You can use an ABM to test hypotheses for how something works, like a thought experiment. But building, running, and analyzing a model is science, in fact like an empirical science. So the relationship between the model and a philosophical point is similar to the relationship between some conceptual issue and the science of that issue. So what role does philosophy play in making and/or interpreting models? How can the results be philosophically relevant/important/implicating? Can science ever decide something in philosophy?

Science in the role of technology is to take simple components and combine them to create something more useful than the components apart. So people maintain their feeling of wonder because they understand the development of products less and less…it's sufficiently complicated to be like magic. Philosophy, on the other hand, is the enterprise of making muddled things clearer. A successful philosophical project will propose distinctions that seem difficult and stressed to begin with, and then obvious when done. So it is in some way the opposite of technology, because it simplifies rather than complicates.

Yet I want to call this process of increasingly clarifying concepts and making distinctions conceptual technology. And conceptual technology is the "product" that philosophy has to offer other fields, to improve them both academically and practically.

Certainly conceptual clarity is useful in making models (e.g. understanding that the species concept is vague in an evolutionary model affects the form and use of the model). But how can a model of some phenomenon (e.g. of evolution of species or liquidity) impact our understanding of that concept (e.g. liquidity) or its properties (like vagueness). Think also about the evolution of the moral experience: how does the evolutionary explanation for our moral reactions and experiences affect our understanding of morality as a philosophical notion? In general, it is indisputable that clearer concepts can lead to better science, but the impact of more refined science on philosophy is much less clear.

The way I usually think about this is that once it is possible to build a model or perform an experiment on some phenomenon, then most of the philosophical work on that phenomenon must have already been done. Our understanding of the concept of liquidity is not complete, and though many experiments utilize liquids and the fluid properties of liquids, there are no tests that I can think of to distinguish features of the liquidity (how liquid it is). But on further thought there are things like viscosity, pressure, throughput, laminar vs turbulent flow, etc. We can test for these features of liquids without understanding what it really means to be a liquid or makes something a liquid. There is a real sense in which these feature are part of what it means to be a liquid and how liquidy something is.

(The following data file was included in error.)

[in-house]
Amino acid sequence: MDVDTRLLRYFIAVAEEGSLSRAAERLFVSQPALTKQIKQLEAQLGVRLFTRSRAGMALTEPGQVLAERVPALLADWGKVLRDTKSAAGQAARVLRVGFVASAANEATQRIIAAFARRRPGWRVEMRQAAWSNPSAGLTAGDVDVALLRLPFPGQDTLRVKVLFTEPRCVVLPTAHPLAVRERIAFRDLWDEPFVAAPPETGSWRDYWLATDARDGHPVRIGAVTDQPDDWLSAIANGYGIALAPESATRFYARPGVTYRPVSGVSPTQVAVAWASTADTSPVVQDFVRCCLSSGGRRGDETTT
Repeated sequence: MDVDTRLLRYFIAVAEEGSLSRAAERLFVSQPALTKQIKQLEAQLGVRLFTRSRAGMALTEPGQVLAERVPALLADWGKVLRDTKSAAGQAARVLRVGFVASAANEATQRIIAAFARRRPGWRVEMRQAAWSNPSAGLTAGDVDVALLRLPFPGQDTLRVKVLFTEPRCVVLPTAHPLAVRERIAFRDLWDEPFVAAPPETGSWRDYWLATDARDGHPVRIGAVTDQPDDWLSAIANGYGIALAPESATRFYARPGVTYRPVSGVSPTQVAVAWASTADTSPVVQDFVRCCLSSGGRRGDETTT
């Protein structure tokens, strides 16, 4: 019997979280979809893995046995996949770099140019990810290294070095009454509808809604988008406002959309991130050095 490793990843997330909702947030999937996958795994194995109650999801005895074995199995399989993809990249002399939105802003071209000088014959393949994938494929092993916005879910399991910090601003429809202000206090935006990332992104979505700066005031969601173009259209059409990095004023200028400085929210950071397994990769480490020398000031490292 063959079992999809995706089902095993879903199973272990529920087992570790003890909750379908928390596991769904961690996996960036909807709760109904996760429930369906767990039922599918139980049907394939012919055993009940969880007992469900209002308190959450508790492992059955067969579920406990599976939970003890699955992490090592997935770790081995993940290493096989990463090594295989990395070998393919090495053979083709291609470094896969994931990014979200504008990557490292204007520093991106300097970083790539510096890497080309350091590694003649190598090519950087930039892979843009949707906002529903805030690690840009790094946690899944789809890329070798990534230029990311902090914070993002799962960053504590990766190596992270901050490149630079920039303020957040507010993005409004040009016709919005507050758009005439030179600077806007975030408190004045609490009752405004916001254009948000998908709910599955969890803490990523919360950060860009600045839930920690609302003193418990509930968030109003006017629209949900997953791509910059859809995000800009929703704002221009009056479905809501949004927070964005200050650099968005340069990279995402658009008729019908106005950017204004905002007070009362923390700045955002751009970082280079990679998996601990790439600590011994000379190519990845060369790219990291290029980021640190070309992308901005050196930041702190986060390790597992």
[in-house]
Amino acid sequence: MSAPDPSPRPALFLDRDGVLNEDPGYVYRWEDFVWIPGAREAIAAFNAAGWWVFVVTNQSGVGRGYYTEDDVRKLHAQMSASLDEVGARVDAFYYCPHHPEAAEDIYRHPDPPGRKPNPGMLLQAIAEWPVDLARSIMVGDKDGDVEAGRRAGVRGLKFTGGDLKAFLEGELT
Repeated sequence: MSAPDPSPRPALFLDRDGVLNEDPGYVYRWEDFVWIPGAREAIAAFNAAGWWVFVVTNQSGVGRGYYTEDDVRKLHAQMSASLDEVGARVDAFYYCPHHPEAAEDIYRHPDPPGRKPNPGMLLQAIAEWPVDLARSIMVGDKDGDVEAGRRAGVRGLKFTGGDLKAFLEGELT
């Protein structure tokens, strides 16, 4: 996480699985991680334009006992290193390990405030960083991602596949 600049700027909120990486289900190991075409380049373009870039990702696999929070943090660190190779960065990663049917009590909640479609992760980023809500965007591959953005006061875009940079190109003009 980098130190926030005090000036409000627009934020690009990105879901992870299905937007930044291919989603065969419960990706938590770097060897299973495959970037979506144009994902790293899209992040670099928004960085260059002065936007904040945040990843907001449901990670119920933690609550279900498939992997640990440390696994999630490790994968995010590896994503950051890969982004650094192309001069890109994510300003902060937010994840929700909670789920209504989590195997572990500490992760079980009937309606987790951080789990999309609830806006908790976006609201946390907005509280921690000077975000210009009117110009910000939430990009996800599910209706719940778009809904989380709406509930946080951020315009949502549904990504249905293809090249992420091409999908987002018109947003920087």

But in our philosophical understanding of liquidity, the scientific facts of flow and pressure and viscosity seem unhelpful. The concept of liquidity includes these features, but our understanding of liquidity as a concept doesn't seem helped much by knowing (for example) the viscosity variation under different temperatures and pressures. Our normative concepts seem unaffected by any account of the evolutionary fitness of certain reactions to behaviors. Our philosophical questions seem to be about exactly those things that we can't collect data about. But that's jumping to the conclusion.

I am more and more convinced that if you have a philosophical question, and you can build a model to test it, then you didn't really have a philosophical question. If, on the other hand, you think that making a philosophical distinction can improve some scientific result, then of course you could make a model to test that by making different distinctions in the models. And what I really want to think more about it, can we have two theories about some phenomenon, build different models of that phenomena, and then the results of those models refines our concepts of how things work?